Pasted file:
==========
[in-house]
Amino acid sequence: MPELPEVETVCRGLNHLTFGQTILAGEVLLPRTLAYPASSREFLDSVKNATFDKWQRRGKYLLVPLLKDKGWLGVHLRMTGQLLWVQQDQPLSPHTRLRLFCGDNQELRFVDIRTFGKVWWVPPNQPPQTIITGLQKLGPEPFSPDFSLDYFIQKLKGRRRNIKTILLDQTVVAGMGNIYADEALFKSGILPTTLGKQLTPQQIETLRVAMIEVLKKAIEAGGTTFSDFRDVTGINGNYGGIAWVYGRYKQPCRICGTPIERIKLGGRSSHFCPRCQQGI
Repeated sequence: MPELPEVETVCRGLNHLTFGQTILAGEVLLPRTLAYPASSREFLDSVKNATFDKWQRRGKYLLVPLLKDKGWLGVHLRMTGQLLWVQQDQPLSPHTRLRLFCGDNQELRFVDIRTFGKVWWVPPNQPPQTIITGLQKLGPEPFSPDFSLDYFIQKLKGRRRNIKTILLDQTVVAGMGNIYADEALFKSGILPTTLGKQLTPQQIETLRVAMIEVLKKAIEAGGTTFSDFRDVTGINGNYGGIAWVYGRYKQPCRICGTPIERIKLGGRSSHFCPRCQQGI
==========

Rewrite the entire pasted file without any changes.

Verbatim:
[in-house]
Amino acid sequence: MPELPEVETVCRGLNHLTFGQTILAGEVLLPRTLAYPASSREFLDSVKNATFDKWQRRGKYLLVPLLKDKGWLGVHLRMTGQLLWVQQDQPLSPHTRLRLFCGDNQELRFVDIRTFGKVWWVPPNQPPQTIITGLQKLGPEPFSPDFSLDYFIQKLKGRRRNIKTILLDQTVVAGMGNIYADEALFKSGILPTTLGKQLTPQQIETLRVAMIEVLKKAIEAGGTTFSDFRDVTGINGNYGGIAWVYGRYKQPCRICGTPIERIKLGGRSSHFCPRCQQGI
Repeated sequence: MPELPEVETVCRGLNHLTFGQTILAGEVLLPRTLAYPASSREFLDSVKNATFDKWQRRGKYLLVPLLKDKGWLGVHLRMTGQLLWVQQDQPLSPHTRLRLFCGDNQELRFVDIRTFGKVWWVPPNQPPQTIITGLQKLGPEPFSPDFSLDYFIQKLKGRRRNIKTILLDQTVVAGMGNIYADEALFKSGILPTTLGKQLTPQQIETLRVAMIEVLKKAIEAGGTTFSDFRDVTGINGNYGGIAWVYGRYKQPCRICGTPIERIKLGGRSSHFCPRCQQGI